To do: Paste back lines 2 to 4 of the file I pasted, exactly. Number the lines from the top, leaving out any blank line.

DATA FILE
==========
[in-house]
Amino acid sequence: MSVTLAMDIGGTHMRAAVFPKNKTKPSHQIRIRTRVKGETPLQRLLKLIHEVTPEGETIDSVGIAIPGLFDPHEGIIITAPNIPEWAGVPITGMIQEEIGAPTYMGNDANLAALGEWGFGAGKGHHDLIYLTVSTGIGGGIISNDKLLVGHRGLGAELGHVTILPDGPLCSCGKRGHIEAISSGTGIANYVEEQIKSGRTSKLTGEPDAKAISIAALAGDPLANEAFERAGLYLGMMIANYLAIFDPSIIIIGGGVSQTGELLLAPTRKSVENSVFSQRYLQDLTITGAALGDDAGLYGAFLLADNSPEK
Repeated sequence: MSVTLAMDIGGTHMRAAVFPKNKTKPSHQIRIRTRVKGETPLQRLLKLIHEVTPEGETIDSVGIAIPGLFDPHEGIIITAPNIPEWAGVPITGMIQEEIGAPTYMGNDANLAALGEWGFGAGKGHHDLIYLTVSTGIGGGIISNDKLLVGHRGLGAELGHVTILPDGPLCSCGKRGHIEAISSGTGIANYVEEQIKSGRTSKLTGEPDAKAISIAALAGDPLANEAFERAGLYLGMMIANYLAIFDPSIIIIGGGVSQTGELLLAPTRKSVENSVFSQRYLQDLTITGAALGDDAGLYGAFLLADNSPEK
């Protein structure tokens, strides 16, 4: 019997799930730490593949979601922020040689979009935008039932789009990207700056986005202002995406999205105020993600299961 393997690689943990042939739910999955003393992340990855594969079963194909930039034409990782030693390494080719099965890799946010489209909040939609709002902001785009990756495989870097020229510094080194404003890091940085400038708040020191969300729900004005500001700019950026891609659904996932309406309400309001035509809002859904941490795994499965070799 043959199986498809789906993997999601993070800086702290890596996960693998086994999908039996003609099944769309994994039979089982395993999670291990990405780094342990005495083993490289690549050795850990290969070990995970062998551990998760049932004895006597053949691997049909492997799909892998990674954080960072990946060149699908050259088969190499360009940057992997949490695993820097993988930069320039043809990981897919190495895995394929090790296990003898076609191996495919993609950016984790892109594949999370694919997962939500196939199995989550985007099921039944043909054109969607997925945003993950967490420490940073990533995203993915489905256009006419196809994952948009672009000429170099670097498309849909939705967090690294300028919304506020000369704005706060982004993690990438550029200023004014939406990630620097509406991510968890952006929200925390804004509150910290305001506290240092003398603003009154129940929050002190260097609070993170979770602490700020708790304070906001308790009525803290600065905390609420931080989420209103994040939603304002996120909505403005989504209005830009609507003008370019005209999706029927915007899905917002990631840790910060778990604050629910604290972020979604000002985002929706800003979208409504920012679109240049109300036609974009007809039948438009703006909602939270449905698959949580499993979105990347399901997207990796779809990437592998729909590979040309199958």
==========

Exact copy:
Amino acid sequence: MSVTLAMDIGGTHMRAAVFPKNKTKPSHQIRIRTRVKGETPLQRLLKLIHEVTPEGETIDSVGIAIPGLFDPHEGIIITAPNIPEWAGVPITGMIQEEIGAPTYMGNDANLAALGEWGFGAGKGHHDLIYLTVSTGIGGGIISNDKLLVGHRGLGAELGHVTILPDGPLCSCGKRGHIEAISSGTGIANYVEEQIKSGRTSKLTGEPDAKAISIAALAGDPLANEAFERAGLYLGMMIANYLAIFDPSIIIIGGGVSQTGELLLAPTRKSVENSVFSQRYLQDLTITGAALGDDAGLYGAFLLADNSPEK
Repeated sequence: MSVTLAMDIGGTHMRAAVFPKNKTKPSHQIRIRTRVKGETPLQRLLKLIHEVTPEGETIDSVGIAIPGLFDPHEGIIITAPNIPEWAGVPITGMIQEEIGAPTYMGNDANLAALGEWGFGAGKGHHDLIYLTVSTGIGGGIISNDKLLVGHRGLGAELGHVTILPDGPLCSCGKRGHIEAISSGTGIANYVEEQIKSGRTSKLTGEPDAKAISIAALAGDPLANEAFERAGLYLGMMIANYLAIFDPSIIIIGGGVSQTGELLLAPTRKSVENSVFSQRYLQDLTITGAALGDDAGLYGAFLLADNSPEK
């Protein structure tokens, strides 16, 4: 019997799930730490593949979601922020040689979009935008039932789009990207700056986005202002995406999205105020993600299961 393997690689943990042939739910999955003393992340990855594969079963194909930039034409990782030693390494080719099965890799946010489209909040939609709002902001785009990756495989870097020229510094080194404003890091940085400038708040020191969300729900004005500001700019950026891609659904996932309406309400309001035509809002859904941490795994499965070799 043959199986498809789906993997999601993070800086702290890596996960693998086994999908039996003609099944769309994994039979089982395993999670291990990405780094342990005495083993490289690549050795850990290969070990995970062998551990998760049932004895006597053949691997049909492997799909892998990674954080960072990946060149699908050259088969190499360009940057992997949490695993820097993988930069320039043809990981897919190495895995394929090790296990003898076609191996495919993609950016984790892109594949999370694919997962939500196939199995989550985007099921039944043909054109969607997925945003993950967490420490940073990533995203993915489905256009006419196809994952948009672009000429170099670097498309849909939705967090690294300028919304506020000369704005706060982004993690990438550029200023004014939406990630620097509406991510968890952006929200925390804004509150910290305001506290240092003398603003009154129940929050002190260097609070993170979770602490700020708790304070906001308790009525803290600065905390609420931080989420209103994040939603304002996120909505403005989504209005830009609507003008370019005209999706029927915007899905917002990631840790910060778990604050629910604290972020979604000002985002929706800003979208409504920012679109240049109300036609974009007809039948438009703006909602939270449905698959949580499993979105990347399901997207990796779809990437592998729909590979040309199958």